If I had lots of marijuana growing in my garden, I'm not sure I'd make a video of it and post it to YouTube.
It might attract the wrong crowd. Law enforcement, for example.
However, 46-year-old William Bradley allegedly decided that he wanted to make a public display of his green fingers -- and got himself arrested.
The YouTube video, entitled "Hope Garden," is still live. It shows Bradley offering a guided tour of what he says are his plants.
However, this wasn't a frivolous exercise. Bradley explained in the video -- posted in October … Read more
They're dancing slowly in the streets of Colorado.
Why would anyone want to dampen their joy at being able to legally buy pot?
Yet along comes a bunch of French researchers to suggest that the brain has natural defenses against the nice feelings generated by the very popular plant.
As Agence France-Presse reports, the researchers probed with lab rats and discovered that the naturally occurring hormone pregnenolone seems to counteract the high delivered by marijuana.
The research, published in Science magazine, explained that initially pregnenolone was thought to be "the inactive precursor of all steroid hormones."
However, … Read more
Let's say you were going to get into pot.
No, not for medicinal reasons. For money, for business, to secure your family's future and all that.
Suddenly, the state where you live decides that pot is quite an acceptable business proposition. So you decide to create a dispensary to attract the troubled, the monied and the naturally pot-headed.
What should your dispensary look like? Should it have large leaves on the walls and be called Pot Jungle? How about placing random beige towels and armchairs about the place and calling it Pot Barn?
Andy Williams, a 45-year-old former … Read more
Oregon police have gotten savvy to some satellite surveillance technology: Google Earth.
That's right, the authorities in the southern corner of that state used Google Earth to nab a man suspected of growing more than his fair share of medical marijuana, according to the Grants Pass Daily Courier.
Apparently, the police caught word that Curtis W. Croft had been bragging about the prodigious weed crops he had been cultivating on his property. Checking out Google Earth, the police saw what looked to be satellite images of rows and rows of plants.
After verifying the crops with an aircraft, the … Read more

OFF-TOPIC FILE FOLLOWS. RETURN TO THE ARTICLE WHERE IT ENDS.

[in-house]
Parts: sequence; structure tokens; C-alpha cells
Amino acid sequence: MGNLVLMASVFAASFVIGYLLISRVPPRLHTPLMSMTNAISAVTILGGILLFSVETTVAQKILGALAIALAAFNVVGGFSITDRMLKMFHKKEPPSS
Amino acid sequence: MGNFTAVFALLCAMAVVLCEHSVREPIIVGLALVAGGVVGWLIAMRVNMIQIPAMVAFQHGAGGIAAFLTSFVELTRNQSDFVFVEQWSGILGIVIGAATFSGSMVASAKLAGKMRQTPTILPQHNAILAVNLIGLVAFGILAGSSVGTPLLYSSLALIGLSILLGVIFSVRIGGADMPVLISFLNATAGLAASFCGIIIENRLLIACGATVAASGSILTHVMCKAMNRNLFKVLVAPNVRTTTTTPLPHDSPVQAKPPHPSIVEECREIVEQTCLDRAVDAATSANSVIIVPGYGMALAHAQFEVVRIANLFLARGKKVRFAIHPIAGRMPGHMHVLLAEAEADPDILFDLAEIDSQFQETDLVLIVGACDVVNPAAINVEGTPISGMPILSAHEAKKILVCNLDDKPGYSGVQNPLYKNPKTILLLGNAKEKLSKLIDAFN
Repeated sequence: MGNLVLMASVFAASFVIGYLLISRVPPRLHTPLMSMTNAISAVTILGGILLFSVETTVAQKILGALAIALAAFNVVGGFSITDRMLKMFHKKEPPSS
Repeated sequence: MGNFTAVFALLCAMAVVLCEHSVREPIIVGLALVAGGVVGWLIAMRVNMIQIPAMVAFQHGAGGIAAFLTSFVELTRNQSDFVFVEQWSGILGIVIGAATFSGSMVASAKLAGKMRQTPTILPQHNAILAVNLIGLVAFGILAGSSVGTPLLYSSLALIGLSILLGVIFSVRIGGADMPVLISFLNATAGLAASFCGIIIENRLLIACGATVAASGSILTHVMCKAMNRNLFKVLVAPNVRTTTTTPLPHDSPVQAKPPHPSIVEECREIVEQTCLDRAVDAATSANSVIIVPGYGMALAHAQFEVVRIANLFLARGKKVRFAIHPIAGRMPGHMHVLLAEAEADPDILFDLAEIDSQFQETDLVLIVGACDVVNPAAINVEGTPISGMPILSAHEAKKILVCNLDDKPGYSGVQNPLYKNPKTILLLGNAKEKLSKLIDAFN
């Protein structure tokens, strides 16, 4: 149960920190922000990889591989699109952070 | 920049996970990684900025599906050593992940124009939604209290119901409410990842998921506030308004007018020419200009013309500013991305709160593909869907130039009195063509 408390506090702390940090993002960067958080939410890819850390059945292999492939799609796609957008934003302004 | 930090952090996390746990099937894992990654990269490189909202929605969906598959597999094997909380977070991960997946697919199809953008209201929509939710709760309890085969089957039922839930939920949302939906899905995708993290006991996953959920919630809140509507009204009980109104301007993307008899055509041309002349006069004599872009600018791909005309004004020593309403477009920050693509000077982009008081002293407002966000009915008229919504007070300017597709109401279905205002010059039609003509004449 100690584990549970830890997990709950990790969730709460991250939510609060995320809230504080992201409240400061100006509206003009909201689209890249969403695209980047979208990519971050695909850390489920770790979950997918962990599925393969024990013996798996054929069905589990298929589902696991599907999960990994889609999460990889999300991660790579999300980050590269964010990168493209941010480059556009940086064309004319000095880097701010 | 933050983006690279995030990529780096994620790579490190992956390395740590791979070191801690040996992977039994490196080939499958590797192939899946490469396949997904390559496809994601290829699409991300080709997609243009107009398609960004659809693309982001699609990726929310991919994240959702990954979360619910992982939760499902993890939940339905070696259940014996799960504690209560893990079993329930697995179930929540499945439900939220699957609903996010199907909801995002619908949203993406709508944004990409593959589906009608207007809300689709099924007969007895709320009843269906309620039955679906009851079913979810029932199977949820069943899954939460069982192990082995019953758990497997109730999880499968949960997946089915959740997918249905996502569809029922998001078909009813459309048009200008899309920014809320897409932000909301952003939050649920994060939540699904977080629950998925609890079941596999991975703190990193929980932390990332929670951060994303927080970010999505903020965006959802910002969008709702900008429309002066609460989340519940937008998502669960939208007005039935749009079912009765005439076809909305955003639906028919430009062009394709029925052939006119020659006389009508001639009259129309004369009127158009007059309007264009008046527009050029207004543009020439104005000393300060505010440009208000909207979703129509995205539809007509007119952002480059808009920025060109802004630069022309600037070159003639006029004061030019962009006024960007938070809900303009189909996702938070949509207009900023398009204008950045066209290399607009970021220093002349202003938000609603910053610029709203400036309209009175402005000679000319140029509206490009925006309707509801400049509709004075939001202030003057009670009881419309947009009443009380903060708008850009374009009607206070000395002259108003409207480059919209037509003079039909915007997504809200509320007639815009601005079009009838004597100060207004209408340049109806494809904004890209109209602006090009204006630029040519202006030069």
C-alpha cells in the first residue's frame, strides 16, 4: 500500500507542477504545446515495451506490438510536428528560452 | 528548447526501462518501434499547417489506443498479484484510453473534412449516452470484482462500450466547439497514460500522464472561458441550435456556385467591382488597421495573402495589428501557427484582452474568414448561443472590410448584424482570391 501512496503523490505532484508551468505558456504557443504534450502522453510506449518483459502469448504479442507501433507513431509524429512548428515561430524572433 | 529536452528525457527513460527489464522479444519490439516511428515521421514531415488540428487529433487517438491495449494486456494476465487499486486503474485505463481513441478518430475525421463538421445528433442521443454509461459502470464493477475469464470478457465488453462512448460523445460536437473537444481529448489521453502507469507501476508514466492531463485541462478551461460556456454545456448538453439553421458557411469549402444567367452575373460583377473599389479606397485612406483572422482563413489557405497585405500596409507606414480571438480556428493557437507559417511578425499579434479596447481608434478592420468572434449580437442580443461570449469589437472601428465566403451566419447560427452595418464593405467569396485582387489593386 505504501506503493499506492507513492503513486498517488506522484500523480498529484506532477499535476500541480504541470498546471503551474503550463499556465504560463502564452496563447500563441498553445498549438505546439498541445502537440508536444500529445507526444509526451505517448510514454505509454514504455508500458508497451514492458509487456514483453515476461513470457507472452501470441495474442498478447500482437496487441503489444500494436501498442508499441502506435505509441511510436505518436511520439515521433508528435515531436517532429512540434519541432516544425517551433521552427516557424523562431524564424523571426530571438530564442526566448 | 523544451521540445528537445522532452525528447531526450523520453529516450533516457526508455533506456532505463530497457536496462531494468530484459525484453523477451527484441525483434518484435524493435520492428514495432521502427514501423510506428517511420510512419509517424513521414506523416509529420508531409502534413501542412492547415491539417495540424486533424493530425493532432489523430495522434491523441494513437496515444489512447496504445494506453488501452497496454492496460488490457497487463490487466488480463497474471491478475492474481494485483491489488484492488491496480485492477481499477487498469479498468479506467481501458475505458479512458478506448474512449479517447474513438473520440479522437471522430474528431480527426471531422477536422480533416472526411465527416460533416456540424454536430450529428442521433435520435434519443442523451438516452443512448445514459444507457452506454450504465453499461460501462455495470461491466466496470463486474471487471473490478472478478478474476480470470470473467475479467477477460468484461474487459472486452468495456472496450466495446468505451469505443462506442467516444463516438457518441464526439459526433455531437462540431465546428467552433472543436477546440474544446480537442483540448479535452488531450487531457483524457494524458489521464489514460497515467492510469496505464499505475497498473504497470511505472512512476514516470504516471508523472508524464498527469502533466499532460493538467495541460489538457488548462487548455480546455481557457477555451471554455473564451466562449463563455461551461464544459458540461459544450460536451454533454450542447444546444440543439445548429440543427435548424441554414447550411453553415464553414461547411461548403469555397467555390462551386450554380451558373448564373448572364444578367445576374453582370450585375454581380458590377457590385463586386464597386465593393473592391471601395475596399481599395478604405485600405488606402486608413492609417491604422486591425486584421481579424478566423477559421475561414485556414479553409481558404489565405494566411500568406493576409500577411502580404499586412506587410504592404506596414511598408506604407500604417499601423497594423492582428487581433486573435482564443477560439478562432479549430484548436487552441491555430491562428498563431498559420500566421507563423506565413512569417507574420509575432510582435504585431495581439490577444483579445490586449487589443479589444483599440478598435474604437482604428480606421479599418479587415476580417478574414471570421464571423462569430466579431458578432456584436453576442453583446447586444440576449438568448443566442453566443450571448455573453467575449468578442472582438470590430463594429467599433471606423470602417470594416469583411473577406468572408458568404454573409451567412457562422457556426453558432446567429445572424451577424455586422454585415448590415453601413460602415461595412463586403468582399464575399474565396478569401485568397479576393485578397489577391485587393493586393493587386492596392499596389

Those who have needs express them in different ways.
But, these days, most of these expressions involve social networking.
If you need to know whether your friends are having a better life than you, you go on Facebook to find out.
If you need to know about your ex's new job, you anonymously search on LinkedIn.
And if you need marijuana to get you through the day, you tweet your desperation and hope that a follower comes through.
This was the choice of Sunith Baheerathan.
A mechanic at a Toronto Mr. Lube, he needed a little something to lubricate … Read more
You are not going to bereefer this.
In fact, you might need to steady yourself by whatever means you normally choose to create a little peaceful comfort.
You see, a group of scientists have got together, studied the brains of pot smokers and decided that regular marijuanists have brains that enjoy deficiencies.
These, specifically, involve a stunted ability to synthesize dopamine, a little neurotransmitter which, when fed correctly, makes you want to start a company called Facebook, climb Kilimanjaro, or run the 100 meters in 8.2 seconds.
Yes, a blunt can blunt your need to succeed.
When a product becomes a brand, it brings with it emotional values that seep into your pores and make you feel good all over.
This is something Jamen Shively hopes to do for a product that has something of a start -- in that it already seeps into your pores and makes you feel good all over.
Or so I am told.
Shively, once upon a time, was a corporate strategy manager for Microsoft. Now the 45-year-old wants to create the nation's first brand of marijuana.
Russian "Cheech and Chong" fans, rejoice! The Russian language Wikipedia page for "smoking Cannabis" is no longer under the gun from government censors, but to get totally free and clear of the law, it did have to hand over all of its paraphernalia.
Last week, Russian communications watchdog Roscomnadzor confirmed to RT that the page had been added to an Internet blacklist of sites with banned content launched by the Russian government last year.
The pot page is apparently just one of a handful on Wikipedia deemed to be in violation of Russian law (other includes an online library hosting "The Anarchist Cookbook" and its recipe for marijuana soup), but it appears that it may have been the last spliff straw for the government. Possession of marijuana is illegal in Russia, and penalties can often include harsh prison sentences.… Read more